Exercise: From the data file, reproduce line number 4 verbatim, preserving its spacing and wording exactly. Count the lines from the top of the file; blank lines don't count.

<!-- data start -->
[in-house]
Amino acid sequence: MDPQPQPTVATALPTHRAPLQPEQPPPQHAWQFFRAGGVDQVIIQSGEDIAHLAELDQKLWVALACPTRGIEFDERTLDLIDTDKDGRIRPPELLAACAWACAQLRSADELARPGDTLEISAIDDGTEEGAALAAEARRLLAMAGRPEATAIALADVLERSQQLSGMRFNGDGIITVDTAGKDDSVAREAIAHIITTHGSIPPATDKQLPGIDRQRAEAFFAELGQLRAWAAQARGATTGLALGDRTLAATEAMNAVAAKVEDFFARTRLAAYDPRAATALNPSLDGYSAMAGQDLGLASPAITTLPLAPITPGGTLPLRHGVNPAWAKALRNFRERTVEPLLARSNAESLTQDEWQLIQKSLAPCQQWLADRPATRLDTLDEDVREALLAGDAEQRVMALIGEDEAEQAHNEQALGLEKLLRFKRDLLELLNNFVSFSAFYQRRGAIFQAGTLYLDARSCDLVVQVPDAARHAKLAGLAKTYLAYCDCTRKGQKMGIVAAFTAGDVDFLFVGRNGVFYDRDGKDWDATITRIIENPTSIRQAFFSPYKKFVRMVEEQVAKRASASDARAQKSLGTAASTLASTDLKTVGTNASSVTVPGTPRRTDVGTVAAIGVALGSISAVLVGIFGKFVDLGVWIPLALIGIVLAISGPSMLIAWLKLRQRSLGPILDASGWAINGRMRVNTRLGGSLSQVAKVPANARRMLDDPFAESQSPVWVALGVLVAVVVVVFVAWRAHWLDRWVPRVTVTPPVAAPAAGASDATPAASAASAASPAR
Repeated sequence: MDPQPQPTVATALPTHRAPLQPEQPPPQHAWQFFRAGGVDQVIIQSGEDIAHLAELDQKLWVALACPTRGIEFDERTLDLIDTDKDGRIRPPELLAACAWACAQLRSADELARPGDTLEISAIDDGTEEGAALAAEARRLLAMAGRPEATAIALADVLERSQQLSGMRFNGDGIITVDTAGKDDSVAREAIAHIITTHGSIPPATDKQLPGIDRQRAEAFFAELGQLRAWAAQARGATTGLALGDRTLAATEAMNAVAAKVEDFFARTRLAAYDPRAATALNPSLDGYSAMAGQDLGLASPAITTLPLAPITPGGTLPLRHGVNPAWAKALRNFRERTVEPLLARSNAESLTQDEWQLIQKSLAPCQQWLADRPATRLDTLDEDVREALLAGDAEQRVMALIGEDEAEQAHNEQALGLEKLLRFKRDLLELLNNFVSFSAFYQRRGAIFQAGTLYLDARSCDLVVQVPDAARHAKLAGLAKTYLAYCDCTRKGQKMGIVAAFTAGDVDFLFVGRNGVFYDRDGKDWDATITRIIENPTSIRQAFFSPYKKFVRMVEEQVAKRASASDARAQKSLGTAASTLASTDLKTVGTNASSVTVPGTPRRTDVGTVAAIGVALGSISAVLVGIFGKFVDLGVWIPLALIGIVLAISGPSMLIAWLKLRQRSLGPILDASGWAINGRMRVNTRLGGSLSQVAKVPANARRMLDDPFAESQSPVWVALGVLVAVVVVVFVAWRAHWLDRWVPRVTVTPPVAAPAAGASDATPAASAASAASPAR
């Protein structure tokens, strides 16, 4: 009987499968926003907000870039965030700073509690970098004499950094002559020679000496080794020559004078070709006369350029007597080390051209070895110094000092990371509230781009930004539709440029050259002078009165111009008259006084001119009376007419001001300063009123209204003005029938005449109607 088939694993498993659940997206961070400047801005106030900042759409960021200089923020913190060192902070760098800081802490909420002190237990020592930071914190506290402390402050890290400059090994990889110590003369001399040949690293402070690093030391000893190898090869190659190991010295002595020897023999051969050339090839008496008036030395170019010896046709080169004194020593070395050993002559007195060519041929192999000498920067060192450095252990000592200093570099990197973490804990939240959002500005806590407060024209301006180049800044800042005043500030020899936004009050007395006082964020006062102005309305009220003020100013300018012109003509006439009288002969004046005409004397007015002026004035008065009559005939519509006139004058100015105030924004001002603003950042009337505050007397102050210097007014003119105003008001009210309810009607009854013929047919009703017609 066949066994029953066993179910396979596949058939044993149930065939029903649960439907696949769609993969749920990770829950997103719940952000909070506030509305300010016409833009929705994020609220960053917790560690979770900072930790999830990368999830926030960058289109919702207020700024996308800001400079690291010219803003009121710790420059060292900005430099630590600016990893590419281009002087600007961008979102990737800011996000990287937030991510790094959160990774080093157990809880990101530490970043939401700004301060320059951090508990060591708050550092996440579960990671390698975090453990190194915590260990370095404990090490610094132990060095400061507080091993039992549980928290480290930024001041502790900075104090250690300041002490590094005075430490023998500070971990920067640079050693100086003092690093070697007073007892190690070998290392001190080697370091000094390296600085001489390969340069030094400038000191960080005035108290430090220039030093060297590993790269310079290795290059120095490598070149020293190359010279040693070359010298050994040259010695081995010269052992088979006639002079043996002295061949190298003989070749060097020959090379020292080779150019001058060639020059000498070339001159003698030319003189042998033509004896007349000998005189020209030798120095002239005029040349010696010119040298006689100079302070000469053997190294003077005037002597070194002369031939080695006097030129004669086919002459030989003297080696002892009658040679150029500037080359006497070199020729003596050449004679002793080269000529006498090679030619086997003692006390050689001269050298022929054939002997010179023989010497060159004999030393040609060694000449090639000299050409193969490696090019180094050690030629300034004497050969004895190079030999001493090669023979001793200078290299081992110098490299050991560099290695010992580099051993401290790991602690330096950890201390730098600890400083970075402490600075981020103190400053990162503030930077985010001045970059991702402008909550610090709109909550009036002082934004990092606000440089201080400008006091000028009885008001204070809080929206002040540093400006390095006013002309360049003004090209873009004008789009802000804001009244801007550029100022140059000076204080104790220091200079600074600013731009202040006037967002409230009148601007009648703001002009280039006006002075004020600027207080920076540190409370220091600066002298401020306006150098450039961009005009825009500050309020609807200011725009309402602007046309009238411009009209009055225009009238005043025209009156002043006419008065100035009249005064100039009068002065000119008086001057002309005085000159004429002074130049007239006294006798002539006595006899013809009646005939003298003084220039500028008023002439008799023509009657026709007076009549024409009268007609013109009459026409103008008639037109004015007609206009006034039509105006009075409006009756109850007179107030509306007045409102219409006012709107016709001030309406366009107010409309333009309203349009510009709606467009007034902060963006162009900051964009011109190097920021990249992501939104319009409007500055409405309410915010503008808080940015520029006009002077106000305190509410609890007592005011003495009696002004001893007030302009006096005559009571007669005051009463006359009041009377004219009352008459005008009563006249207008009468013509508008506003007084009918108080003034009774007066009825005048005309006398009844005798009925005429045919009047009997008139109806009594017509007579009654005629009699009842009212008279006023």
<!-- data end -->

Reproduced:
């Protein structure tokens, strides 16, 4: 009987499968926003907000870039965030700073509690970098004499950094002559020679000496080794020559004078070709006369350029007597080390051209070895110094000092990371509230781009930004539709440029050259002078009165111009008259006084001119009376007419001001300063009123209204003005029938005449109607 088939694993498993659940997206961070400047801005106030900042759409960021200089923020913190060192902070760098800081802490909420002190237990020592930071914190506290402390402050890290400059090994990889110590003369001399040949690293402070690093030391000893190898090869190659190991010295002595020897023999051969050339090839008496008036030395170019010896046709080169004194020593070395050993002559007195060519041929192999000498920067060192450095252990000592200093570099990197973490804990939240959002500005806590407060024209301006180049800044800042005043500030020899936004009050007395006082964020006062102005309305009220003020100013300018012109003509006439009288002969004046005409004397007015002026004035008065009559005939519509006139004058100015105030924004001002603003950042009337505050007397102050210097007014003119105003008001009210309810009607009854013929047919009703017609 066949066994029953066993179910396979596949058939044993149930065939029903649960439907696949769609993969749920990770829950997103719940952000909070506030509305300010016409833009929705994020609220960053917790560690979770900072930790999830990368999830926030960058289109919702207020700024996308800001400079690291010219803003009121710790420059060292900005430099630590600016990893590419281009002087600007961008979102990737800011996000990287937030991510790094959160990774080093157990809880990101530490970043939401700004301060320059951090508990060591708050550092996440579960990671390698975090453990190194915590260990370095404990090490610094132990060095400061507080091993039992549980928290480290930024001041502790900075104090250690300041002490590094005075430490023998500070971990920067640079050693100086003092690093070697007073007892190690070998290392001190080697370091000094390296600085001489390969340069030094400038000191960080005035108290430090220039030093060297590993790269310079290795290059120095490598070149020293190359010279040693070359010298050994040259010695081995010269052992088979006639002079043996002295061949190298003989070749060097020959090379020292080779150019001058060639020059000498070339001159003698030319003189042998033509004896007349000998005189020209030798120095002239005029040349010696010119040298006689100079302070000469053997190294003077005037002597070194002369031939080695006097030129004669086919002459030989003297080696002892009658040679150029500037080359006497070199020729003596050449004679002793080269000529006498090679030619086997003692006390050689001269050298022929054939002997010179023989010497060159004999030393040609060694000449090639000299050409193969490696090019180094050690030629300034004497050969004895190079030999001493090669023979001793200078290299081992110098490299050991560099290695010992580099051993401290790991602690330096950890201390730098600890400083970075402490600075981020103190400053990162503030930077985010001045970059991702402008909550610090709109909550009036002082934004990092606000440089201080400008006091000028009885008001204070809080929206002040540093400006390095006013002309360049003004090209873009004008789009802000804001009244801007550029100022140059000076204080104790220091200079600074600013731009202040006037967002409230009148601007009648703001002009280039006006002075004020600027207080920076540190409370220091600066002298401020306006150098450039961009005009825009500050309020609807200011725009309402602007046309009238411009009209009055225009009238005043025209009156002043006419008065100035009249005064100039009068002065000119008086001057002309005085000159004429002074130049007239006294006798002539006595006899013809009646005939003298003084220039500028008023002439008799023509009657026709007076009549024409009268007609013109009459026409103008008639037109004015007609206009006034039509105006009075409006009756109850007179107030509306007045409102219409006012709107016709001030309406366009107010409309333009309203349009510009709606467009007034902060963006162009900051964009011109190097920021990249992501939104319009409007500055409405309410915010503008808080940015520029006009002077106000305190509410609890007592005011003495009696002004001893007030302009006096005559009571007669005051009463006359009041009377004219009352008459005008009563006249207008009468013509508008506003007084009918108080003034009774007066009825005048005309006398009844005798009925005429045919009047009997008139109806009594017509007579009654005629009699009842009212008279006023």